Israel approved the ‘Open Skies’ agreement with the European Union in 2013.
The goals were to increase the number of foreign airlines operating in the country, expand the number of routes served, lower fares and stimulate tourism. An Open Skies setup makes it easier for airlines to negotiate their own terms for operation with their intended partner/particular airport. According to OAG (a UK-based global provider of digital flight information to airlines, airports, and government agencies), the total number of scheduled international departure seats from Israel grew by 46% from 2012 to 2016, from 6,441,569 to 9,399,299. The capacity was set to rise further to a record 11,041,535 in 2017. Imagine what Open Skies could do for South Africa’s tourism industry.
This incredible growth can be attributed to low-cost carriers entering the market, thanks to an easier operational environment. EasyJet has become the third most active airline at Ben-Gurion airport. Greece’s Aegean Airlines, Hungary’s Wizz Air, Turkish Airlines, and Russia’s Aeroflot have all enjoyed a significant jump in their number of passengers. The success of Open Skies has even led to talk of possibly allowing foreign airlines to operate on the local routes in the country, for example, between Tel Aviv and Eilat. These airlines may also be allowed to set up local operating bases at Israeli airports in the future.
Perhaps the best impact has been on Israeli travellers. With the increase in the number of low-cost airlines, operating from a wider variety of foreign locations, Israelis are finding it cheaper to travel, thus increasing their quality of life and resulting in them spending more in the places to which they travel. The easier one makes it for people to travel to and from a country, the greater the chances they will use their money to do so. South Africa, with its tourism industry just begging to be unleashed, could see incredible growth in foreign travellers and job creation if we also adopted Open Skies.
Initially there was pushback from Israeli airlines because the agreement would mean more competition for them from European counterparts. When an industry is able to breathe, free from government regulations, restrictions, and bureaucratic costs, the increased competition means that businesses that were formerly protected have to improve their services and products, as well as try their best to lower their prices to attract customers.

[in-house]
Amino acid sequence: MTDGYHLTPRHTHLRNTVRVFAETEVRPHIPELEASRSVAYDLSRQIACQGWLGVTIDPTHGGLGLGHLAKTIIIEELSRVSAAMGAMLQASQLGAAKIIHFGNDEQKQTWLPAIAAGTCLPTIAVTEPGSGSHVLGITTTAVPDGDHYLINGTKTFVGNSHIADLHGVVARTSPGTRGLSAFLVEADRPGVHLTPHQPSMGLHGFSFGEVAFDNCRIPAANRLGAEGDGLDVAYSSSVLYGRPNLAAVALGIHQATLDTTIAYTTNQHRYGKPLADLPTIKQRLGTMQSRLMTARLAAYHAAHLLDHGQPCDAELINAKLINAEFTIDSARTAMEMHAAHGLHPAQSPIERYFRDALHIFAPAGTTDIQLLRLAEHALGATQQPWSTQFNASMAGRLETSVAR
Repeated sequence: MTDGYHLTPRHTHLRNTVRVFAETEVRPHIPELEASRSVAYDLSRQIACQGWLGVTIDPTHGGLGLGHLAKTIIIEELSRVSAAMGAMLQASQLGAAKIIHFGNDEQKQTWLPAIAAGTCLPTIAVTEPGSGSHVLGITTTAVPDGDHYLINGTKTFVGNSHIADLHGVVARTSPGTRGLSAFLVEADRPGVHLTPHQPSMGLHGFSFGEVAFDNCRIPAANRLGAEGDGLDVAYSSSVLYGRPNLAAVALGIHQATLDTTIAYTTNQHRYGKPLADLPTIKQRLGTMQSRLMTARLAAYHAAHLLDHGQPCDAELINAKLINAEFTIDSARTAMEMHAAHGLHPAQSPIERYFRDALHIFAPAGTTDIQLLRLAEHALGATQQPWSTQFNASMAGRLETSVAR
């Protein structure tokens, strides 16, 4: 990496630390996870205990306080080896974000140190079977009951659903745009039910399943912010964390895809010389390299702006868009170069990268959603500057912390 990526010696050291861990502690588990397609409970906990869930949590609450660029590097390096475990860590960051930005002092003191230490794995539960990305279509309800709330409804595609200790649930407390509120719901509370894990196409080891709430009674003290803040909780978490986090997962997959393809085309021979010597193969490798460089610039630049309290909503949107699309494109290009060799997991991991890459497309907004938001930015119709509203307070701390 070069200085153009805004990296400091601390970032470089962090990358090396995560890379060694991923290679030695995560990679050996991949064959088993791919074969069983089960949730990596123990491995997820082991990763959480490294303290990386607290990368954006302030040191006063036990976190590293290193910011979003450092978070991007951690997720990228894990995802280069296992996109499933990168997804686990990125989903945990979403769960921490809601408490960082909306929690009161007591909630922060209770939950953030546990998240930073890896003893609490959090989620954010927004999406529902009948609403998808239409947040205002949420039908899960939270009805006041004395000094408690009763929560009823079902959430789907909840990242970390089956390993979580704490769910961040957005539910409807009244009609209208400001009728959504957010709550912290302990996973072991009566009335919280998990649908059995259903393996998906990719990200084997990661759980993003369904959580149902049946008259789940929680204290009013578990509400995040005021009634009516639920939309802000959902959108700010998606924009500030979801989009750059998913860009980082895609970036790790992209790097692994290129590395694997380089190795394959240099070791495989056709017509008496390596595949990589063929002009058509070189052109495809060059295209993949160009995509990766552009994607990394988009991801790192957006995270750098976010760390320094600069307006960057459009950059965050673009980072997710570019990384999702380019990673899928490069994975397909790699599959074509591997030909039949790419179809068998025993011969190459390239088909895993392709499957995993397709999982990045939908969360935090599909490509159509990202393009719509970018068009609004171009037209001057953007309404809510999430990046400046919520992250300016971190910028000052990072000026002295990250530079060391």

Noting the concerns of the local airlines in Israel, the authorities implemented the Open Skies program in a series of stages, ending in 2017. This gave the airlines time to adapt to increased competition as well as adjust for the security matters which increase costs on operating in Israel (this is one concern with which South African airlines would not have to contend). As things currently stand, most of the constraints on foreign airlines have been lifted.
While we have a couple of private airlines in SA, the government makes it much harder for them to compete by constantly bailing out South African Airways. The recent collapse of SAX could have been disastrous for those who had purchased tickets to travel with the airline. However the private sector, in the form of Comair, SA Airlink and a few smaller others, picked up SAX’s whole schedule overnight.
While passengers in a few places may have experienced delayed flights, they were not left stranded – if not for the private sector which we so love to condemn, those passengers may well have been stuck for a very long time.
The success of Open Skies in Israel cannot be disputed. In 2016, 17.3 million international passengers flew through Ben-Gurion Airport, compared with 12.4 million in 2012. Over the first four months of 2017, passenger traffic was up 20% compared with the same period in 2016. April 2017 saw 25% more passengers than April 2016.
We have limited competition in the airline industry in SA. The government should adopt an Open Skies policy and make it as easy as possible for local and foreign airlines to operate and compete, thereby resulting in more options and lower prices for the South African traveller while also boosting tourism.
Chris Hattingh is a Researcher at the Free Market Foundation